Pig Ѕʟɑᴜɡһтᴇгɪпɡ Process – Are They Painful?

Currently, the demand for pork is increasing worldwide. That’s why pork processing and production plants are increasing day by day. The pigs after meeting in terms of breeding time, weight, health… are taken to the slaughterhouse and factory for processing. And during such slaughter, are they painful? Well, if this is your question or concern, don’t worry! Now there is a humane method of slaughtering cattle that is painless and is done very quickly.

What is Humane Slaughter?

Selected sites for cattle anesthesia.

Humane slaughter is a scientific process that ensures the welfare of animals from the moment they are brought home, stunning and bleeding. Slaughter must be done without suffering for the cattle. Humane conditions are introduced during ante-mortem handling. In the act of slaughter, it is essential to remain unconscious or unconscious until the bleeding stops, ensuring complete painlessness.

Transporting pigs to the abattoir

Once market weight is achieved, the pigs are transported to the abattoir. This is typically at around 5 to 6 months of age. It is important to keep pigs calm along their journey. Producers transport pigs with a lot of care and extra consideration. This includes:

Transporting pigs to the abattoir.

* Ensuring pigs are “fit to load” before being removed from their pen or paddock and walked onto the truck or trailer. This means that only pigs which are healthy and uninjured are loaded for transport to market
* Co-ordinating animal truck movements with transporters and farmers to avoid extreme temperatures and weather conditions. It is important to keep pigs cool during transportation. This is done by:
– Providing shade – trucks provide shade using tarpaulins or shade cloth
– Misters – some trucks have spray misters to keep the pigs cool in hot weather
– Increasing wind movement – pigs naturally pant (like dogs) to lose heat and are cooled by the wind
– Reducing the number of pigs loaded also keeps pigs cool and allows more air movement between them
– Having the appropriate PigPass documents and identification to ensure the pig movement can be traced

Slaughtering Process

Animal welfare has top priority. First, the herd is allowed to recover from the journey.
After they’ve been allowed to settle down, the abattoir employees lead the animals to the stunning installation, slowly and in small groups. In the gondola, the pigs are put under a CO2 atmosphere for over 2 minutes to be anaesthetised. Specially trained personnel check the eyelid reflex to see whether the sedation is deep enough and is working properly. The animals are hung by their legs. The sedated animals are killed by stabbing them.

Pig anesthesia

During the first phase of the slaughtering process, emphasis is on the steady handling of the pigs, until the animals are dead. The subsequent processes are about producing high-quality food based on strict hygiene standards.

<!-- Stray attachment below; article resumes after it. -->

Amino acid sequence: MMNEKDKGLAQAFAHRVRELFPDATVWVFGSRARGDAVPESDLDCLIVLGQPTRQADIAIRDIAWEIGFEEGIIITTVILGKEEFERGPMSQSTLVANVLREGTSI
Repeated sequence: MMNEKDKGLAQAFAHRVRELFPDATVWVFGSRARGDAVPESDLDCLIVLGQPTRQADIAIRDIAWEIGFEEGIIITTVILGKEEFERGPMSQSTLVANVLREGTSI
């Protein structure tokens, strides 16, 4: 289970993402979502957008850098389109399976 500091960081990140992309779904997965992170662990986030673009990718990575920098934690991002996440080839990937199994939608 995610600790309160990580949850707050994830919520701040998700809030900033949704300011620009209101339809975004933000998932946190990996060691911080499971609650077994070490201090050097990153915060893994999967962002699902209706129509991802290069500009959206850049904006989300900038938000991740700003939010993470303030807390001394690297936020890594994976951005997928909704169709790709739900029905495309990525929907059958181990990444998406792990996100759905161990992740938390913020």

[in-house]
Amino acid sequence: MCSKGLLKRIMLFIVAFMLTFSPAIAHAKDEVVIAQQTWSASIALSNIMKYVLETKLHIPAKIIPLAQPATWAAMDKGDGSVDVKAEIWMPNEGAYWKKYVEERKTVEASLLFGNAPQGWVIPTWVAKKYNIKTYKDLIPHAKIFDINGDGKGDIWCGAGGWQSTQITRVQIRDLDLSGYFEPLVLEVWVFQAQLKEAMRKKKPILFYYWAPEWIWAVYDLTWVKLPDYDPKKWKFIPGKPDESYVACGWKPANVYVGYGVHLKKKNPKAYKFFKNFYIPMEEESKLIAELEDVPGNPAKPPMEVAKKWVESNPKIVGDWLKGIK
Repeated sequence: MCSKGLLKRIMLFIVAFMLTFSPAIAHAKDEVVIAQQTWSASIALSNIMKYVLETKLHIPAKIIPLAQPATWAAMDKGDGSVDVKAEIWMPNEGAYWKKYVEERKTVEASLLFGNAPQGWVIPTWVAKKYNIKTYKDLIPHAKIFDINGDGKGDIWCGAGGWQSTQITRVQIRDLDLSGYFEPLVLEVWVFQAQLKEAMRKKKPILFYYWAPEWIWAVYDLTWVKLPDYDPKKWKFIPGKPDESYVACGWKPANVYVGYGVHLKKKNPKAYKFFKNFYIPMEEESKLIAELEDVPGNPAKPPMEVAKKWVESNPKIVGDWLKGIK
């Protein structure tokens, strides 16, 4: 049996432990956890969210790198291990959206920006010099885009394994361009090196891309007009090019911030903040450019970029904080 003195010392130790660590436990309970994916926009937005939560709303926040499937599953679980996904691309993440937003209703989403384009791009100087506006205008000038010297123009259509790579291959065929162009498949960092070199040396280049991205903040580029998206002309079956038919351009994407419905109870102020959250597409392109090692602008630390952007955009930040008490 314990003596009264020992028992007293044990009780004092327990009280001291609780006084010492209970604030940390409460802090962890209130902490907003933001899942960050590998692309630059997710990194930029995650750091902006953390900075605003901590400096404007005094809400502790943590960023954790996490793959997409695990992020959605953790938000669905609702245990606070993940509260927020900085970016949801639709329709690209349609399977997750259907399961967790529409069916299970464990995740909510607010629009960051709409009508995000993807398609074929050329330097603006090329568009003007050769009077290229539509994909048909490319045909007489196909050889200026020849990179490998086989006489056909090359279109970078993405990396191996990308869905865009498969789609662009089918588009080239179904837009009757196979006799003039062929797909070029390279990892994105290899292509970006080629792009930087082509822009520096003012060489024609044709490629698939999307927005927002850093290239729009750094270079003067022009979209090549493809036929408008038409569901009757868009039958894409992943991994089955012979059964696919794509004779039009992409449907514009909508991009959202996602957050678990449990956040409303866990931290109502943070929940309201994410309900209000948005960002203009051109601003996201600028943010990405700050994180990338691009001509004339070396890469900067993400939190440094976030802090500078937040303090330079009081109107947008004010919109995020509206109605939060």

A transport chain moves the hanging carcasses to a hot bath. The 60-degree water soaks off the bristle. A strip brush machine removes most of the bristle. Any remaining bristle is burnt off at a temperature of 800 degrees Celsius. At this temperature, all bacteria on the skin are also killed off.

Pork processing process and quality control

The next step is processing the carcasses into meat products. In one smooth cut, employees open the carcass and hygienically remove the gastrointestinal tract. The intestine, for instance, is later used in organ processing for the production of sausages. Next, the heart, lungs, windpipe, liver and other organs are cut out.

Pork processing process and quality control.

A lot of the conveyor belt work in the abattoir is carried out by hand, but digitisation has also reached the meat processing industry. The provenance, quality of the meat and health of every pig is registered electronically. An ear tag provides information on the animal’s provenance. The data are registered. This way, it is possible to trace what has happened to an animal during its life. These data may be very important later, in the event that any abnormalities are found.
Carcasses that have passed the inspection without any findings are given an official stamp. This completes slaughter and the official meat inspection. A conveyor belt transports the carcasses to large cold stores where, over a period of several hours, the meat is cooled down from 37 degrees to below seven degrees Celsius. Once the correct temperature has been reached, the rough cutting of the halves into hams, shoulders and middles begins.
Many customers want the meat to be supplied in smaller portions. So this is when butchers lining the conveyor belt set to work with their sharp knives. They cut the meat from the bone and cut fillets, chops, bellies, spareribs or shreds for sausage production.

Packing and shipping to customers

Packing and shipping to customers.

The cuts are vacuum-packed or placed into transport boxes unpackaged. Some retail customers have their own butcher shops and purchase whole halves.
Before the products leave the abattoir, the shipping employees once again check whether the products, labelling, packaging and – last but not least – the temperature of the meat comply with the standards. Only then are the products released for transport. Finally, state-of-the-art logistics system helps guarantee that the products arrive fresh at the customer.
The work in an abattoir is never done. Work continues even at night. After production has finished for the day, the cleaning crew arrives. Their task is to clean and disinfect the company, so that it is ready for the next day of production.
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Video source: Science & Technology UI

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